Jun 18, 2013

Anne with an E (PEI Day Two)

The next day I woke up to the sound of birds, and a little bit of sunshine streaming in through curtains. It was rather cold and windy, but at least it was raining. Thursday was to be my Anne Day, so I got ready and went down to ask the concierge (yes, I stayed in a place with a concierge! And where they would fold the toilet paper into little points. I quite spoiled myself!) how to get to Cavendish, where Green Gables is located. She printed out the instructions, then gave me more detailed instructions. She said that people in Charlottetown are bad drivers, so to be aware of that. I never did notice any particular bad driving habits, so either I'm the same brand of bad driver as the Islanders, or they aren't as bad at driving as the the concierge says.

The drive was very nice, as all the drives are I was to learn later, and I found Green Gables without any trouble at all.

The house belonged to some neighbors of LM Montgomery, and it is what she based Green Gables on, though she admits to not keeping very sharply to the facts. I have to admit I may have teared up a bit while I was on the property. I saw the house, and could imagine Anne in her bedroom, or discovering the drowned mouse in the crock in the kitchen. I could even see Mrs. Lynde making her way up the road to the back door to discuss the latest piece of gossip with Marilla. 

Lover's Lane
Green Gables is part of the PEI National Park. This means that the wilderness around the house is protected and properly looked after. There are two walking paths, about a half mile each. The first I walked was Lover's Lane. I can't even begin to express how green everything is. I don't think the pictures even show it properly.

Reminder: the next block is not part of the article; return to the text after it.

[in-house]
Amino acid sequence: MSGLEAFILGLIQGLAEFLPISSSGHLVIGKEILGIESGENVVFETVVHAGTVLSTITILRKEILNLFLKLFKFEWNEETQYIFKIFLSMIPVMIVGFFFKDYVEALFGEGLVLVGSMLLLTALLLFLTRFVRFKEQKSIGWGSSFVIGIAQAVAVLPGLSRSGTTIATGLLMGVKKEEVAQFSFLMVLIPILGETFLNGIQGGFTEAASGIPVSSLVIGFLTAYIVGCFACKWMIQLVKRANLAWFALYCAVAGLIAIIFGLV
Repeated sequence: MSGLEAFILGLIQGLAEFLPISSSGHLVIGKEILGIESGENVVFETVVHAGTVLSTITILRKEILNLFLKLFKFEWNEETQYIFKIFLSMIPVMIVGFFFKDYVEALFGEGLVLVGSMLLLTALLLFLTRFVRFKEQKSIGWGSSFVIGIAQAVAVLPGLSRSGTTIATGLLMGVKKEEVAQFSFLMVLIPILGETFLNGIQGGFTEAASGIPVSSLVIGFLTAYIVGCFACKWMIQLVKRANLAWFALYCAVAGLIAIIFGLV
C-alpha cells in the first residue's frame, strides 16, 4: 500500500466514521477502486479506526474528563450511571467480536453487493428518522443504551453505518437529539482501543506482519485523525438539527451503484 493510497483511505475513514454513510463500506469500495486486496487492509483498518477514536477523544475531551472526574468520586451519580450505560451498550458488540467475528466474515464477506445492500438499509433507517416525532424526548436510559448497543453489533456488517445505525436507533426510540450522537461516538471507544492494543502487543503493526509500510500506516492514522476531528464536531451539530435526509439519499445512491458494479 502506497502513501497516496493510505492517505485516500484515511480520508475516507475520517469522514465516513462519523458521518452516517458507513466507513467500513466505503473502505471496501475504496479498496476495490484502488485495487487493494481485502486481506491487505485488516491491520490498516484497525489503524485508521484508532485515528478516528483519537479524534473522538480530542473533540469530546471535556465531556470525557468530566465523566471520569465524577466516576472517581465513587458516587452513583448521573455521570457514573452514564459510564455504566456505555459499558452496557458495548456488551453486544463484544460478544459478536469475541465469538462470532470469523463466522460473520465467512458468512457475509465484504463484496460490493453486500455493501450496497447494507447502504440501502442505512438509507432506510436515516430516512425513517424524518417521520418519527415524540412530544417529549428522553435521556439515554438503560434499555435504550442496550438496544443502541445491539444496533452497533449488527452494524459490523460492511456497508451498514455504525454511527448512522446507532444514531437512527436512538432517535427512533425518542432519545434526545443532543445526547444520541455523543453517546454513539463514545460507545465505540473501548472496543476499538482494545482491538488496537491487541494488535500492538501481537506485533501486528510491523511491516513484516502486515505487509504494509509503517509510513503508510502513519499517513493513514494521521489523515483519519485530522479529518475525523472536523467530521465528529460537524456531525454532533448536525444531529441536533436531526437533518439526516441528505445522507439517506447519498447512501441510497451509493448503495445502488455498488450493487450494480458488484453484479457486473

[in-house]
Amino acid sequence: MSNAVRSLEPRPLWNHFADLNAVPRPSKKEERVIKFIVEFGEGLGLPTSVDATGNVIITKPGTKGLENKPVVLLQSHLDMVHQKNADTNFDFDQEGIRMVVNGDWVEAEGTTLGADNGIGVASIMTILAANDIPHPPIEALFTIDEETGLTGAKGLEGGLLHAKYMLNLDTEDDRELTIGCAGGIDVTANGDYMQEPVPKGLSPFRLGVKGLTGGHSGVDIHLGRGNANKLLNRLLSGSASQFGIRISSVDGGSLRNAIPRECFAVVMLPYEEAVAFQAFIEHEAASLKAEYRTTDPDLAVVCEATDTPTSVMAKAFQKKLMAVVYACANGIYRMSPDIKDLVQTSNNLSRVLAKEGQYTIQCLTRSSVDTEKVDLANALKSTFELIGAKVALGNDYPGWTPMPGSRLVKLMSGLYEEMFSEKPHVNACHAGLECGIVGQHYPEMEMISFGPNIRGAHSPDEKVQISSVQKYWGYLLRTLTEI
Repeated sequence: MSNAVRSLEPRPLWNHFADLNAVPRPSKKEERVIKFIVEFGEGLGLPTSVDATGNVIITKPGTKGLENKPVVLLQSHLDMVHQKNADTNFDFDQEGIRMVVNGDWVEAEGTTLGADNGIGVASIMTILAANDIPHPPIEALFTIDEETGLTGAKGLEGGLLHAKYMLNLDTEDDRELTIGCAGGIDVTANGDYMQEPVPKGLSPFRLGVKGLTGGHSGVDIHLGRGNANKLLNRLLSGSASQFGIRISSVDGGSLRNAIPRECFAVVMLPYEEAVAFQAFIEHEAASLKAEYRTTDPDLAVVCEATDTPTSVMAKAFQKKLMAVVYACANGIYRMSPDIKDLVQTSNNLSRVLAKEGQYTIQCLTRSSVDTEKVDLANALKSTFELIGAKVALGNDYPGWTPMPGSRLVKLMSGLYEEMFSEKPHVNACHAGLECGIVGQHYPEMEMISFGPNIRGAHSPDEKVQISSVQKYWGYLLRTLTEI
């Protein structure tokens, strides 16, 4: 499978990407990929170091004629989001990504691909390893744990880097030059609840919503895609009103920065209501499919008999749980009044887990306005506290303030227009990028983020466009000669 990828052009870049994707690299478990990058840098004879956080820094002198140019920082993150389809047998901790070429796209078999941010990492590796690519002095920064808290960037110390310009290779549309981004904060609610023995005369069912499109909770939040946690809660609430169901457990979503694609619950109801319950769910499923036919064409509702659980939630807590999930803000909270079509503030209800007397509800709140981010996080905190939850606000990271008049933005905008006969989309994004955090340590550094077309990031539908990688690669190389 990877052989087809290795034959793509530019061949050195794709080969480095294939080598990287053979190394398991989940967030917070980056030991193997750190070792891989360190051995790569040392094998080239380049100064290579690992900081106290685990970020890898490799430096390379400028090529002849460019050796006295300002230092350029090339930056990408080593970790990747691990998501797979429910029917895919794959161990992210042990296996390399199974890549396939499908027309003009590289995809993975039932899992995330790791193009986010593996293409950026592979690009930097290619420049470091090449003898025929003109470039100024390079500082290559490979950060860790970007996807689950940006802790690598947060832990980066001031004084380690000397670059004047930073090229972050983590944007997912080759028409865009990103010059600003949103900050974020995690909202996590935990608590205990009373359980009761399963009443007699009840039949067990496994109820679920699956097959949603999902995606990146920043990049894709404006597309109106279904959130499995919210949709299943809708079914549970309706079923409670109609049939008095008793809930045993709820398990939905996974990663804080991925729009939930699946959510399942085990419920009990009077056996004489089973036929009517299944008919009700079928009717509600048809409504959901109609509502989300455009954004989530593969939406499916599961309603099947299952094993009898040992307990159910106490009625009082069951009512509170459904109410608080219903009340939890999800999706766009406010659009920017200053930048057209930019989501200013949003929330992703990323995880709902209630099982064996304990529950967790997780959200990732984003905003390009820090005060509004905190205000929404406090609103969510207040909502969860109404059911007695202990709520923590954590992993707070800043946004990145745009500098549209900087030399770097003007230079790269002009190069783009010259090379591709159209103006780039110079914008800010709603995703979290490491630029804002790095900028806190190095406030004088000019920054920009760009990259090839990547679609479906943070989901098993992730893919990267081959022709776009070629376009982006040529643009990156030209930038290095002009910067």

The second walk was through the Haunted Wood. Montgomery called this wood the Haunted Wood when she was a young girl. The spruces creak and groan in the wind, which to a young, imaginative child would sound like spirits. I tried to capture it on video--you may have to turn your sound on high to hear it. Off of the Haunted Woods there is a path to the homestead where Montgomery was raised by her grandparents, and where she wrote Anne of Green Gables

Only the cellar still exists of that house, but some cousins of Montgomery's live on the property and have opened it up for visitors. They realized by reading her journals how much she loved the homestead and Cavendish, so they have tried to restore it as much as they could. There is a little book shop on the property where you can get a little verbal history of Montgomery's life.

After I was done at Green Gables (and had bought a warmer sweatshirt in the gift shop along with a copy of Anne of Green Gables), I headed over to New London, to see the house Montgomery was born in. Her mother died when she was 21 months old, and then she was sent to live with her maternal grandparents at the homestead we saw above. The docent at the birthplace was a nice woman and we had a good chat (and I came to learn that you can't go anywhere without having a conversation with someone. Islanders really are very nice). She told me how to get to the Anne of Green Gables Museum, in Park Corner just about 6 miles down the road, which is where I headed next. 

The Anne of Green Gables Museum is in the home of Montgomery's cousins (the Campbells). She would come and stay frequently throughout her childhood. She used this home in some of her other books, and called it "Silver Bush." This is also the home where she was married, in the parlor. I also was able to see the room she would stay in, and read quite a few selections from her journals. 

It is at Silver Bush that the Lake of Shining Waters is located. In fact, there is a letter on display in the museum that says that she did use the pond as her inspiration for the Lake of Shining Waters in Avonlea. 

On my way back to Charlottetown, I drove past the Cavendish cemetery. I thought briefly of stopping and seeing Montgomery's resting place, then I dismissed the idea. Not much further down the road, I decided that it wouldn't be much of a pilgrimage if I didn't stop by, so I turned around and went to go see it. My eyes got a little watery again as I told her thank you. Thank you for Anne, for without her I never would have come to PEI.

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